It’s very likely that we’ll look back at 2021 as the year when online shopping really took off in Australia. For many retailers, unfortunately, it was also the year when they realised their supply chains were not quite ready for a digital-first future. From supermarkets temporarily shutting down online ordering while they addressed stock shortages, to eCommerce businesses warning customers about severe shipping delays, retailers were hamstrung by bottlenecks and breakdowns in the supply chain just when they needed it most to survive.
Optimising supply chains has been a top priority in retail over the past few months because increased levels of online shopping are ultimately here to stay.
What should a supply chain look like in 2022 and beyond?
A recent brief by Bain & Co argues that rather than trying to reduce cost or increase efficiency, retail executives need to focus on building agility and resilience into supply chains. That means moving towards a distributed, rather than concentrated, set of suppliers and operations, with alternative partners, manufacturing sites and assembly nodes waiting in the wings in case they are needed.
“Redundancy often seems expendable — until it isn’t,” the report states.
Speed is another imperative for supply chains going forward. According to Accenture, 66% of Australian consumers say same-day shipping is valuable to them, and 42% are more likely to shop if same-day delivery is available. To meet consumer demand for fast delivery, retailers need to rethink the traditional warehouse model and tap into local inventory to support a range of fulfilment options — from home delivery to click & collect.
To improve the agility, resilience and speed of their supply chains in 2021 and beyond, retailers should focus on these three areas.
In the past, online fulfilment tended to occur in large, centralised facilities, where orders were picked and packed and collected by couriers for delivery nationwide. But delivery bottlenecks as a result of the increase in online shopping demonstrated the need for a range of different fulfilment options.
Many retailers have already started turning their store networks into mini-fulfilment hubs and opening ‘dark stores’ in city centres to facilitate faster delivery to local customers. And Bain & Co found that nearly 60% of retailers and consumer goods companies are planning to increase their investment in multiple facilities that can respond to online orders.
At the same time, customers increasingly want the option to collect online orders from stores, rather than wait for them to be delivered to their doorstep. McKinsey found that “buy online, pick up in-store” grew by almost 50% in the US over the last couple years.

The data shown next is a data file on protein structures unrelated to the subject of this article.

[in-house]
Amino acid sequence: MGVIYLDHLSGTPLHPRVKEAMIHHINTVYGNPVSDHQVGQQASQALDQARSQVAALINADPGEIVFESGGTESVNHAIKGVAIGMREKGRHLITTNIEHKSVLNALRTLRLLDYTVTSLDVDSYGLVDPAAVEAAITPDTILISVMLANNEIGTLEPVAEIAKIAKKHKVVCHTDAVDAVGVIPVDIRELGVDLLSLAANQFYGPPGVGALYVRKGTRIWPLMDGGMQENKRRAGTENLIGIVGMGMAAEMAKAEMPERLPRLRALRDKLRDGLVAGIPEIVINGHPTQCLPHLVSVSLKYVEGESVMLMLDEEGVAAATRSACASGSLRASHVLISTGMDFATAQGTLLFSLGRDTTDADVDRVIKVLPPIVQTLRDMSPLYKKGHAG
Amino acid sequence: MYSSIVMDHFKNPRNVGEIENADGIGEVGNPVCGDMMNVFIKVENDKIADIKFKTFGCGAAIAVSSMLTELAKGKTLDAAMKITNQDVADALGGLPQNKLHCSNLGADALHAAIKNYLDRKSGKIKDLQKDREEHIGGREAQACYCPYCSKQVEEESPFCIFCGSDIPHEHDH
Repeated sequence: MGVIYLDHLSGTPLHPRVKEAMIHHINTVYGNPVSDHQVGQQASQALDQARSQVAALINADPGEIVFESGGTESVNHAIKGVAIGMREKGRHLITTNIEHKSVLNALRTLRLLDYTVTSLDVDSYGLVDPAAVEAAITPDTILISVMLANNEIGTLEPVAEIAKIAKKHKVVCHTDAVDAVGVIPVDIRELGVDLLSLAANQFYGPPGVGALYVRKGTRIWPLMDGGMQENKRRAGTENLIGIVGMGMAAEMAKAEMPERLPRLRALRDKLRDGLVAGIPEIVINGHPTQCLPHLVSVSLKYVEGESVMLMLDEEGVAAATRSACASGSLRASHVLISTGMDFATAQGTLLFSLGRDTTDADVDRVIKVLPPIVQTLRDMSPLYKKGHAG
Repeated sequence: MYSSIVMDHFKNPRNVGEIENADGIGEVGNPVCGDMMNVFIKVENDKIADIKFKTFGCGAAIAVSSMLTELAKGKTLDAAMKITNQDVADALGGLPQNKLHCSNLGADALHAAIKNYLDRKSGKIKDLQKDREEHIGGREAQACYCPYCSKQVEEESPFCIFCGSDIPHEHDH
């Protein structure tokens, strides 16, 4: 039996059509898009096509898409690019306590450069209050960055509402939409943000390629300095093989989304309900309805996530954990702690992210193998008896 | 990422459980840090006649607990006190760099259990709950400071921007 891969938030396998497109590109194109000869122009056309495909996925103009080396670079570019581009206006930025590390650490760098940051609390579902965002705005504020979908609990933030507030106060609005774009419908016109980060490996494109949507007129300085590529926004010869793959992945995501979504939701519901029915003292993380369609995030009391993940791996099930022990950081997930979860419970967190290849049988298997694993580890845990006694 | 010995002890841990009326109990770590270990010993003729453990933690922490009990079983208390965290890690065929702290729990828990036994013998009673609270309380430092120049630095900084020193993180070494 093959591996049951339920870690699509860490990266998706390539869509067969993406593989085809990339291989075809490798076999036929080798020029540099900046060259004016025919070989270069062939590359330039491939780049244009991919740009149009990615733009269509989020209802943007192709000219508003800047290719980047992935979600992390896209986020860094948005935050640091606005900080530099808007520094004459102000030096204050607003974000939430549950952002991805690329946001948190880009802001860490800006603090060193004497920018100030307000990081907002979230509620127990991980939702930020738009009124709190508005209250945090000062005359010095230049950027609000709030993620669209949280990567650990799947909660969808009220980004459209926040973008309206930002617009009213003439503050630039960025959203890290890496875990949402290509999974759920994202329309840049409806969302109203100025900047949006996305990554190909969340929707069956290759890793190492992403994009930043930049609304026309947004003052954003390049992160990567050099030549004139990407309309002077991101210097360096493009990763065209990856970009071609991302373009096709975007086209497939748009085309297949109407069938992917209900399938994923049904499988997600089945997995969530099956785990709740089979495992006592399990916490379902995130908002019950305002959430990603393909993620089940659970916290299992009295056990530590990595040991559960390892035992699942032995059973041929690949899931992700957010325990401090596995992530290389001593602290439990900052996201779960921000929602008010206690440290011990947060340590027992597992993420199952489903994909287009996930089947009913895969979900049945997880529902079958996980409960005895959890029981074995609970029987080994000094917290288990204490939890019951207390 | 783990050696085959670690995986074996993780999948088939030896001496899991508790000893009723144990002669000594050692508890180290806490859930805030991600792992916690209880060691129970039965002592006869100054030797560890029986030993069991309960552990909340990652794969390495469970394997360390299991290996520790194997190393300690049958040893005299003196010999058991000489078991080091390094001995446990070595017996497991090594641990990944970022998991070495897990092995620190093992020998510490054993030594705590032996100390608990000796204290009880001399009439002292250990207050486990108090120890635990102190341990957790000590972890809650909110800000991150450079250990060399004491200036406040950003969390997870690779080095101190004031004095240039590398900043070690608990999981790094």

One of the challenges of a distributed fulfilment model is the need for inventory accuracy and a good understanding of what inventory should be held where. Without this, retailers won’t be able to deliver on the promise of same-day shipping or rapid click & collect.
Another challenge is the accumulation of higher total inventory levels in the network, which could lead to unsold stock and costly markdowns. That is where predictive planning and demand forecasting come in.
Predictive planning and demand forecasting
Retailers increasingly require advanced analytics to allocate inventory across stores and fulfilment centres. And while, in the past, they might have just looked at online and offline sales data from prior years, now they need to take into account external data, such as sporting events or weather, which could impact demand for certain product categories in particular locations.
Bain & Co found that 56% of retail and consumer goods companies plan to increase investments in predictive planning and demand forecasting. But this doesn’t need to be a big and costly exercise. According to McKinsey, there’s a new breed of plug-and-play analytics solutions that can be quickly deployed alongside many retailers’ existing systems.
Flexible, on-demand delivery
One of the most promising supply chain trends to emerge is the collaboration between retailers and ridesharing platforms like Uber and meal delivery platforms like DoorDash. In the US, for instance, Walmart partnered with DoorDash among other companies to get items to customers quickly, while in Australia, Petbarn partnered with Uber to enable same-day delivery in metropolitan areas.
According to Bain & Co, 53% of retailers and consumer goods companies are planning to increase investments in flexible operation. These partnerships not only offer retailers a clever workaround in case of delivery bottlenecks, but they also provide fulfilment platforms with an alternative revenue stream. A win-win.